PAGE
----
VANCOUVER (NEWS 1130) – Here’s a headline… women are not little men!
That’s the upshot of a new report from the Heart & Stroke Foundation, which finds progress is being made in medical research focusing on females, but more needs to be done.
“The 2020 Heart & Stroke Spotlight on Women: A fighting chance” suggests women have been under-researched for too long, but advances in heart and brain health are building momentum.
“There are real biological differences between the sexes, and not just the obvious ones. Women’s hearts are smaller, with smaller coronary arteries, and plaque builds up in their blood vessels differently,” says Anne Simard, Chief Mission and Research Officer, Heart & Stroke Foundation. “By investing in research focused on women, we are gaining the knowledge to save more lives and create better outcomes.”
“But much remains to be done,” adds Simard. “Women are still paying too high a price for gaps in research, prevention, diagnosis and treatment.”
The report highlights the stories of women with life-threatening diagnoses and how new research is offering hope as they face sex and gender challenges.
Spontaneous coronary artery dissection (SCAD) is the most common cause of pregnancy-associated heart attacks, and it disproportionately strikes young and otherwise healthy women.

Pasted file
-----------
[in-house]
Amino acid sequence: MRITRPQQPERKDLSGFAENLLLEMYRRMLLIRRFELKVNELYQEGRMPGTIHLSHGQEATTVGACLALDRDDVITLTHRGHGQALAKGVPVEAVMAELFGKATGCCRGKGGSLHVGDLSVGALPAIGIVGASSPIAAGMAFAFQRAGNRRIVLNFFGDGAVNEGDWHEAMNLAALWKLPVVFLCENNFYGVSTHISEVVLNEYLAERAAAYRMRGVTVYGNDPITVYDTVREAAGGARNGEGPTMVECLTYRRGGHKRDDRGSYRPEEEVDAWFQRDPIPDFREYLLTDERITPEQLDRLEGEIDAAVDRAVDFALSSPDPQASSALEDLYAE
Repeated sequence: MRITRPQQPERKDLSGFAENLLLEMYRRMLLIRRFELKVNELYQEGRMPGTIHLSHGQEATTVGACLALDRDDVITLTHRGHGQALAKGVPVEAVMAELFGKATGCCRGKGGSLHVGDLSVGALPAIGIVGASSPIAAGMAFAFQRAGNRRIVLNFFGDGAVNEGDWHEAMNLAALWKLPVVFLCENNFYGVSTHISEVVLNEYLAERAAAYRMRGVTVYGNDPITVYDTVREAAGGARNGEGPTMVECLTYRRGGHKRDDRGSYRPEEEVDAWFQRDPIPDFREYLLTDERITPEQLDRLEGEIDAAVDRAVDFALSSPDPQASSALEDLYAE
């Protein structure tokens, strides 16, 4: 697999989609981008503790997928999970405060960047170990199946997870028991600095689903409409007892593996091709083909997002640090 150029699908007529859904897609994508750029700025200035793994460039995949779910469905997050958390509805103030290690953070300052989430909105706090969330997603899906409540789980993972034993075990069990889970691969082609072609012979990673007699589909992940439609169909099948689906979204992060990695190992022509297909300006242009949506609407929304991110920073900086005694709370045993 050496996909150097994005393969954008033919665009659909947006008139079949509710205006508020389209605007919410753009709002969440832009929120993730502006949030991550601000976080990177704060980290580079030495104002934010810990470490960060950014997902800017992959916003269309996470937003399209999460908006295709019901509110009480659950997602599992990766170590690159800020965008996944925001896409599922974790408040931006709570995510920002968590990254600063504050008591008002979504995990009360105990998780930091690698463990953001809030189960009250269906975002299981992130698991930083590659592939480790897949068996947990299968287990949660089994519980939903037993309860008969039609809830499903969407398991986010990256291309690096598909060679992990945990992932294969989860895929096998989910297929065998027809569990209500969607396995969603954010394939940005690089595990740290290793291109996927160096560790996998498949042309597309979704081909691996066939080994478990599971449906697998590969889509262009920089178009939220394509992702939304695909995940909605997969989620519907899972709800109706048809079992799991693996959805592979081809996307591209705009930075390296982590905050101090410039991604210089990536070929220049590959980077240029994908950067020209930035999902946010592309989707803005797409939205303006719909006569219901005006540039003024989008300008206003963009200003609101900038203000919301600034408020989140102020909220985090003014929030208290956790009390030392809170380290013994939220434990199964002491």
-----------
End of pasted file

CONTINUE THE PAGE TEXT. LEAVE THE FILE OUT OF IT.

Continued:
Dr. Jacqueline Saw at the University of British Columbia, a leading expert on SCAD, says she has seen “horror stories” of women in their 30s or 40s turned away from the ER despite heart attack symptoms.
Dr. Saw has developed a way of helping doctors detect SCAD, and with support from Heart & Stroke, her team has identified genes that increase the risk of SCAD.
Within the next five years, she expects to see genetic screening tools, much better rates of diagnosis and better treatment protocols.
Mental and emotional struggles can also be more of a battle for women than men.
Depression strikes women with heart conditions nearly twice as often as men. It increases the risk of a heart attack and increases the chances that an attack will be fatal. And for survivors, it slows recovery.
That’s no surprise to Dr. Paula Harvey at Women’s College Hospital. Her own research found nearly 40% of female patients experience depression after a cardiac event, half with moderate or severe symptoms, yet they were not getting treatment.
“It’s really important that women are heard. There are a lot of things that remain unanswered and that need to be researched,” says Dr. Harvey.
Gender-based differences such as lower socio-economic status, the myth that heart disease is a ‘man’s disease and a tendency to dismiss women’s symptom’s as anxiety also affect women’s health.
Two years ago, Heart & Stroke launched its women’s campaign, aimed at closing the research gap between men and women.
Heart disease and stroke are the number one cause of premature death for women but two-thirds of clinical research is based on men.
More than half of women who experience heart attack symptoms have them go unrecognized.